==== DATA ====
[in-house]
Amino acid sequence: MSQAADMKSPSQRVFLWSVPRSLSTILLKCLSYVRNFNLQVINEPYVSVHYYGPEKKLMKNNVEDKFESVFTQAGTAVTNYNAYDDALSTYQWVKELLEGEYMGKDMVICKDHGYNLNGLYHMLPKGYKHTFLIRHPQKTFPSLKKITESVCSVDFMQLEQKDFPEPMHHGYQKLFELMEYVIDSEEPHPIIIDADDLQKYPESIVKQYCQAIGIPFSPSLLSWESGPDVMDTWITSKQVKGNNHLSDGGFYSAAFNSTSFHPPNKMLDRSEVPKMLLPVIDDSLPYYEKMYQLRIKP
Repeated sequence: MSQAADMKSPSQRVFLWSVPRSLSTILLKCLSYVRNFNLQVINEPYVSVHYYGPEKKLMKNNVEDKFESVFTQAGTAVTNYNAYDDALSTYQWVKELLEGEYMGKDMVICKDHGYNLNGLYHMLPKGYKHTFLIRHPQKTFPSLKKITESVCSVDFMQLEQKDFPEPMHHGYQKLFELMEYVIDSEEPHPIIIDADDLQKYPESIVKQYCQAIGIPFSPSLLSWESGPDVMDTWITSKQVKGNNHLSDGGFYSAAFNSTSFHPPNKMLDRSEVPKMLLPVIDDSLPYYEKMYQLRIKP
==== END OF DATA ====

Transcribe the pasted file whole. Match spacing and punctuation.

[in-house]
Amino acid sequence: MSQAADMKSPSQRVFLWSVPRSLSTILLKCLSYVRNFNLQVINEPYVSVHYYGPEKKLMKNNVEDKFESVFTQAGTAVTNYNAYDDALSTYQWVKELLEGEYMGKDMVICKDHGYNLNGLYHMLPKGYKHTFLIRHPQKTFPSLKKITESVCSVDFMQLEQKDFPEPMHHGYQKLFELMEYVIDSEEPHPIIIDADDLQKYPESIVKQYCQAIGIPFSPSLLSWESGPDVMDTWITSKQVKGNNHLSDGGFYSAAFNSTSFHPPNKMLDRSEVPKMLLPVIDDSLPYYEKMYQLRIKP
Repeated sequence: MSQAADMKSPSQRVFLWSVPRSLSTILLKCLSYVRNFNLQVINEPYVSVHYYGPEKKLMKNNVEDKFESVFTQAGTAVTNYNAYDDALSTYQWVKELLEGEYMGKDMVICKDHGYNLNGLYHMLPKGYKHTFLIRHPQKTFPSLKKITESVCSVDFMQLEQKDFPEPMHHGYQKLFELMEYVIDSEEPHPIIIDADDLQKYPESIVKQYCQAIGIPFSPSLLSWESGPDVMDTWITSKQVKGNNHLSDGGFYSAAFNSTSFHPPNKMLDRSEVPKMLLPVIDDSLPYYEKMYQLRIKP